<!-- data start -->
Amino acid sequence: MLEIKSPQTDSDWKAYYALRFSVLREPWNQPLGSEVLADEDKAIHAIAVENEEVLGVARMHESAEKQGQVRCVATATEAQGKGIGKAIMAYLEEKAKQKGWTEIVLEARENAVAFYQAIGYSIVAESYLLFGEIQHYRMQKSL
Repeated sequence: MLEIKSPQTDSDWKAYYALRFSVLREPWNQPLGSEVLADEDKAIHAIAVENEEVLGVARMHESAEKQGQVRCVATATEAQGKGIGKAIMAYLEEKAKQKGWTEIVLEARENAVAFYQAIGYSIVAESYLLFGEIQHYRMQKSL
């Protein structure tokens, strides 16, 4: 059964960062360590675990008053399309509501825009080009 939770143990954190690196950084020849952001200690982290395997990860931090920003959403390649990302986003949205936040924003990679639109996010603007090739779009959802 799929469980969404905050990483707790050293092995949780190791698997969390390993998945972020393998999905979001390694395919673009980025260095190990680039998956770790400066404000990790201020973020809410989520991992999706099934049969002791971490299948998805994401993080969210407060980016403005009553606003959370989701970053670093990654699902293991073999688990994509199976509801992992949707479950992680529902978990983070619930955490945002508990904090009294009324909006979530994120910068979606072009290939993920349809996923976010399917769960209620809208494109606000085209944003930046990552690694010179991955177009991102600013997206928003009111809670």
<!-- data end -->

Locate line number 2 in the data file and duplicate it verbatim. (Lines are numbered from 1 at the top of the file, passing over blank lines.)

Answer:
Repeated sequence: MLEIKSPQTDSDWKAYYALRFSVLREPWNQPLGSEVLADEDKAIHAIAVENEEVLGVARMHESAEKQGQVRCVATATEAQGKGIGKAIMAYLEEKAKQKGWTEIVLEARENAVAFYQAIGYSIVAESYLLFGEIQHYRMQKSL